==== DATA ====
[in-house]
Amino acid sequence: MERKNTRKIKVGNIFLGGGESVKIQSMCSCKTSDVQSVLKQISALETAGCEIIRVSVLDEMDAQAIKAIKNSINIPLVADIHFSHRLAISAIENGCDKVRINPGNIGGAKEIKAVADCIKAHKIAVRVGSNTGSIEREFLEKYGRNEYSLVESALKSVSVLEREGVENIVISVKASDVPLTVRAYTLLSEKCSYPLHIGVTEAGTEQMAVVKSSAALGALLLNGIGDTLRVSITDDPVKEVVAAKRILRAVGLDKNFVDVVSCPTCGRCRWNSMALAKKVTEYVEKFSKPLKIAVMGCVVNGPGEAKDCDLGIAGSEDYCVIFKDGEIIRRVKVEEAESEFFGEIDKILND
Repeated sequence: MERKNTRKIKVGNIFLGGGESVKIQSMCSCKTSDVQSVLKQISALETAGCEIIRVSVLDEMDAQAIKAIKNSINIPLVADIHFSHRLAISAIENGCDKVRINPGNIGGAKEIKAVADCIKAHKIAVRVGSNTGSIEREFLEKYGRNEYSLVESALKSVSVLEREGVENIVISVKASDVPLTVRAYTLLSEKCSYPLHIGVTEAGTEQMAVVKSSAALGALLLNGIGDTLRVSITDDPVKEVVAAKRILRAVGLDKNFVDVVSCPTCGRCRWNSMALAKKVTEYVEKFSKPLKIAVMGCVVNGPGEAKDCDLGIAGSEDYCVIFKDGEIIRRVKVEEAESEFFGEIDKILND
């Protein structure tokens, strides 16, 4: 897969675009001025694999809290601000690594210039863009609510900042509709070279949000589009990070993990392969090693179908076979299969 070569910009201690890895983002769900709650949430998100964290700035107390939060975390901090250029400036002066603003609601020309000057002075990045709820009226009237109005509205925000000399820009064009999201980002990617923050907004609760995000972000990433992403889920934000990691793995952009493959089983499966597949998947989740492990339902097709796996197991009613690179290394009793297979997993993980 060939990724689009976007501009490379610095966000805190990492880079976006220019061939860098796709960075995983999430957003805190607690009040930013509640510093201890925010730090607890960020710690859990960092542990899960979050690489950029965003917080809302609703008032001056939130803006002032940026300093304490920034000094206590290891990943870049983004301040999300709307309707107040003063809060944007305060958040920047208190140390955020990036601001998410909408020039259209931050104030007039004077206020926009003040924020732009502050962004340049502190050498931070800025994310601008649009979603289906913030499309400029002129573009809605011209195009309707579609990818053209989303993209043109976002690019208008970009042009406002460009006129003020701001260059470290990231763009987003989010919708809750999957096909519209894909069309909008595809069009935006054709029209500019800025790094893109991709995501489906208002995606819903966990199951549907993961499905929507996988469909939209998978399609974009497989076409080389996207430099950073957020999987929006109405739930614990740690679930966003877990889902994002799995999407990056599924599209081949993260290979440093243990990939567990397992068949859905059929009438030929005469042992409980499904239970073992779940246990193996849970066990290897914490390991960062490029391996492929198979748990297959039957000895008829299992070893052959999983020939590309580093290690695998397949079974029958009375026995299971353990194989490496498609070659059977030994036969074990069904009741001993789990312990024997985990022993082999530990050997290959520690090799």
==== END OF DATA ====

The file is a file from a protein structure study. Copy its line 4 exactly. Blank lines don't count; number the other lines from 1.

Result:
């Protein structure tokens, strides 16, 4: 897969675009001025694999809290601000690594210039863009609510900042509709070279949000589009990070993990392969090693179908076979299969 070569910009201690890895983002769900709650949430998100964290700035107390939060975390901090250029400036002066603003609601020309000057002075990045709820009226009237109005509205925000000399820009064009999201980002990617923050907004609760995000972000990433992403889920934000990691793995952009493959089983499966597949998947989740492990339902097709796996197991009613690179290394009793297979997993993980 060939990724689009976007501009490379610095966000805190990492880079976006220019061939860098796709960075995983999430957003805190607690009040930013509640510093201890925010730090607890960020710690859990960092542990899960979050690489950029965003917080809302609703008032001056939130803006002032940026300093304490920034000094206590290891990943870049983004301040999300709307309707107040003063809060944007305060958040920047208190140390955020990036601001998410909408020039259209931050104030007039004077206020926009003040924020732009502050962004340049502190050498931070800025994310601008649009979603289906913030499309400029002129573009809605011209195009309707579609990818053209989303993209043109976002690019208008970009042009406002460009006129003020701001260059470290990231763009987003989010919708809750999957096909519209894909069309909008595809069009935006054709029209500019800025790094893109991709995501489906208002995606819903966990199951549907993961499905929507996988469909939209998978399609974009497989076409080389996207430099950073957020999987929006109405739930614990740690679930966003877990889902994002799995999407990056599924599209081949993260290979440093243990990939567990397992068949859905059929009438030929005469042992409980499904239970073992779940246990193996849970066990290897914490390991960062490029391996492929198979748990297959039957000895008829299992070893052959999983020939590309580093290690695998397949079974029958009375026995299971353990194989490496498609070659059977030994036969074990069904009741001993789990312990024997985990022993082999530990050997290959520690090799």